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Rodger Jacobs, author of the book Christopher Walken and the Tuna Fish Sandwich and Other L.A. Stories, shares with us the best books he read this year.Best books I've read this year? Well, I'm still going to stand behind Michelle Huneven's Jamesland even though I had some minor quibbles with it. Next to that I would have to go with the stunning debut novel by Canadian journalist Robert Hough, The Final Confession of Mabel Stark. I can think of no other contemporary writer -- with the obvious exception of Ron Hansen with Hitler's Niece and The Assassination of Jesse James by the Coward Robert Ford -- who has mastered the historical novel in such a vibrant and highly engrossing style. It's a lengthy tome (440 pages) and by the time you have read the last page you feel that you have lived Mabel Stark's life side-by-side with this amazing yet deeply troubled woman. The book is so evocative that I still -- almost a year after having read it -- have sense memories attached to the novel, the scents attached to circus life, the wet hay during sudden storm bursts, the kerosene lamp in Mabel's railroad car. This was such a master work that I am anxious to see if Hough can follow it up or if, sadly, it's a once-in-a-lifetime book like Leonard Gardner's Fat City or Harper Lee's To Kill a Mockingbird. The book is that damn good.Thanks for that. That bit about "once-in-a-lifetime books" at the end made me think. Many a VH1 special is devoted to the musical one-hit wonder, but what about the literary variety? Who's on that list? And what do these authors have in common? Hmmm... food for thought.
Among the people I asked to contribute to this year's "Year in Reading," are readers that I admire. Garth reads a great deal more than me and can digest the voluminous input impressively (just wish he'd start blogging again!). He's also the guy responsible for the great Lawrence Weschler reading list I posted early this year. Some of his reading this year comes from that list:Top 3 Books I Read This Year:Tony Kushner - Angels in America: The Great American Drama? Kushner moves forward the form of the theater, but that's only what lures you in. What keeps you is that no living writer engages more fully with his characters. The Mike Nichols directed miniseries isn't bad, either.Joseph Mitchell: Up in the Old Hotel: An unparalleled raconteur. All of his New Yorker writings are compiled in this omnibus. His style lucid, compassionate, modest, wry, and charged with the wonder of being alive.Zadie Smith - On Beauty: As many have pointed out, flawed. But she rivals Kushner in her degree of empathy for her characters while, like him, never letting them off the hook.The Best of the Rest (of Stuff I Read This Year)Walter Benjamin - Illuminations: The most sensitive and elliptical and sad of 20th century philosophers. One of Benjamin's ideas is worth a thousand of someone else's arguments.Gertrude Stein - Alice B. Toklas: Who knew I'd like Gertrude Stein? Don't believe the hype - read this book.Norman Mailer - The Executioner's Song: Again, who knew? In Cold Blood on amphetamines, this is a chilling, gripping, and strangely humble work. The second half opens up to depict the media machinery of which this book is brilliant!Patrik Ourednik - Europeana: Behind a sui generis form, itself worth the price of admission, lurks a quiet anguish at the depredations of the 20th Century.E.L. Doctorow - Ragtime: All it's said to be, and a great read to boot.Benjamin Barber - Jihad vs. McWorld: A lucid articulation of all the things you've ever suspected about late-capitalist globalism and factionalism but weren't sure how to say.Jonathan Lethem - The Disappointment Artist: The most complete thing Lethem has published. Not an enduring classic, but a totally charming read.3 DisappointmentsRick Moody - The Diviners: Bummer, man. This book has so much potential - and is definitely worth reading - but needed an editor who could say, in the end, "Something more has to happen!" Concludes not with a bang but with a whimper. But has HBO optioned the TV rights to "Werewolves of Fairfield County?"Charles Chadwick - It's All Right Now: Here, the whimper sets in after a completely fantastic first 180 pages - and continues for 400 more. You had me at hello, Chuck, and could have stopped after Part I. Again, where's the editor?Bret Easton Ellis - Lunar Park: Underrated, my ass. This book is terrible. Everything after the introduction is embarrassing. I don't know that an editor could have saved it, or why I read it. Avoid at all costs.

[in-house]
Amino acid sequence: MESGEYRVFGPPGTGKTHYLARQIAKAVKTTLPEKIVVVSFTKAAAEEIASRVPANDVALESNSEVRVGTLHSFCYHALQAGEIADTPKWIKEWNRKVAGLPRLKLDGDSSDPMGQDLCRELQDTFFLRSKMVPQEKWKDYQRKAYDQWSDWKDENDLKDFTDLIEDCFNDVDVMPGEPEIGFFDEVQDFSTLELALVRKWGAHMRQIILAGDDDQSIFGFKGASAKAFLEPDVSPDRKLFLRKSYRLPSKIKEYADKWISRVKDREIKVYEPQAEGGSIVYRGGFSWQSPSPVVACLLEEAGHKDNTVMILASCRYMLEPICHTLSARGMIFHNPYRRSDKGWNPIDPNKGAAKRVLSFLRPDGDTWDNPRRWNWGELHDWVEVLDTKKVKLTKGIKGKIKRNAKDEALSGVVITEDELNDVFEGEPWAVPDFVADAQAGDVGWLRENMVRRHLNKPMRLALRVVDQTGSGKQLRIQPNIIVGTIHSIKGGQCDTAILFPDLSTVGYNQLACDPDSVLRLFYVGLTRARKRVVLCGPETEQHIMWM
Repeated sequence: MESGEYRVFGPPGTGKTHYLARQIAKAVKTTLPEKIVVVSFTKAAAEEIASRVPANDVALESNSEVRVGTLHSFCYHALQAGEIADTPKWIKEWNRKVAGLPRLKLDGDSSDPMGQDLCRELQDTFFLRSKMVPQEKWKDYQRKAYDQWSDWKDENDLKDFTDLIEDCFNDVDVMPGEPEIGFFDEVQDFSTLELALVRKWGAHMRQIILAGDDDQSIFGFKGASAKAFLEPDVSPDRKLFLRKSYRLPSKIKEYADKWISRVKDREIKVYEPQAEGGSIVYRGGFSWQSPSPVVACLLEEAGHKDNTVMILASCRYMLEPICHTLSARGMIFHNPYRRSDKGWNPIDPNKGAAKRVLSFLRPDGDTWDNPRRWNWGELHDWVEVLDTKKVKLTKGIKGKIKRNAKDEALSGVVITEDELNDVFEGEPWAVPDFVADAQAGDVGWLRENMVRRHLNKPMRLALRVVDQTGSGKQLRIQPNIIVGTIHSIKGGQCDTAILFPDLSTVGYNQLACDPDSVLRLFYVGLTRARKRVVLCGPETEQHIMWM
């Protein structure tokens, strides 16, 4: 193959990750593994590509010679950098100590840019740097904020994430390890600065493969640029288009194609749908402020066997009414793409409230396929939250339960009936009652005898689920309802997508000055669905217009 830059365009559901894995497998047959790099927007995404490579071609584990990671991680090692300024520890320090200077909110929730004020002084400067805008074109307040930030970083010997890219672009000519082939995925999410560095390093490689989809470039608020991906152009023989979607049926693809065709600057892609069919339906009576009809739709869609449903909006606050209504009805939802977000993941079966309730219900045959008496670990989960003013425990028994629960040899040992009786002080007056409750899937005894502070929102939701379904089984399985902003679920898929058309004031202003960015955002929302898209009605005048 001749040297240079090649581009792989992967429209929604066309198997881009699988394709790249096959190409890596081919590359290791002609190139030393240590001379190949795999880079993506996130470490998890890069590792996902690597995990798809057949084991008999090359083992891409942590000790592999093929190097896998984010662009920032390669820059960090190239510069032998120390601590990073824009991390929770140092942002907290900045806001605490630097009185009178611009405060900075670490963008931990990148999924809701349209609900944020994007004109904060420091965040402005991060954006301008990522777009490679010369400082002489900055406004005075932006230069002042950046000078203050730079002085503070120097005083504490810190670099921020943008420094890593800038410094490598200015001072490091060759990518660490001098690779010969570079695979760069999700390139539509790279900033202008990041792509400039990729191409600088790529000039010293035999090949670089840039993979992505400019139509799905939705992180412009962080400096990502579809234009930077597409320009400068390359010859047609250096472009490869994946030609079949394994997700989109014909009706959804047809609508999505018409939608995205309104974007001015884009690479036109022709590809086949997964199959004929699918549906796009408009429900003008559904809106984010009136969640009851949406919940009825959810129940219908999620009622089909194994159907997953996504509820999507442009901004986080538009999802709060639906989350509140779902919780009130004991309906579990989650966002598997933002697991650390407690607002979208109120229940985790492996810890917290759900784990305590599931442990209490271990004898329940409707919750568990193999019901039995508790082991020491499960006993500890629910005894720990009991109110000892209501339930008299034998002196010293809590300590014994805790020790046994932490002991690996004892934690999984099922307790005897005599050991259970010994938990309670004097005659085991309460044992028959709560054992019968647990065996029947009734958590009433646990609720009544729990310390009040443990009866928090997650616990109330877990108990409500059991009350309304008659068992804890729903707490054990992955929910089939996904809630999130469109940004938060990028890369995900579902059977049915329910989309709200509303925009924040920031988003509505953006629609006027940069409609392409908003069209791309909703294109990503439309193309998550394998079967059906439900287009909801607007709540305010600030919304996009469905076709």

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When I read Endless Love by Scott Spencer, I couldn't stop talking about it. Why did it affect me so much? Because I was in a rut with love. While recovering from my own experiences, witnessing cultural demonstrations of "romantic relationships" had turned me off of sex and romance completely. For years, I chose to be alone, to find clarity, sanity, and to block out the preening idiots brainwashed into coupling up in order to fulfill some patriarchal and commercial expectation -- brunch, orgasms, weddings, whatever... But "sanity" can become very monotonous. It can turn into "nothingness" after a while. So I think I was starving for Endless Love when I picked it up. Yes, the protagonist could be construed as delusional, criminal, and crazy to those of us more at home in repression and shame. But "love" isn't a moral incentive to do nice things. Love doesn't make any sense. Fuck sense. The human heart is psychotic. This book reminded me that it's worth going a little insane from time to time. If I don't, I may have nothing to write about. If endless love was a dream, then it was a dream we all shared, even more that we all shared the dream of never dying or traveling through time, and if anything set me apart it was not my impulses but my stubbornness, my willingness to take the dream past what had been agreed upon as the reasonable limits, to declare that this dream was not a feverish trick of the mind but was an actuality at least as real as that other, thinner, more unhappy illusion we call normal life. ― Scott Spencer, Endless Love More from A Year in Reading 2015 Don't miss: A Year in Reading 2014, 2013, 2012, 2011, 2010, 2009, 2008, 2007, 2006, 2005 The good stuff: The Millions' Notable articles The motherlode: The Millions' Books and Reviews Like what you see? Learn about 5 insanely easy ways to Support The Millions, and follow The Millions on Twitter, Facebook, Tumblr.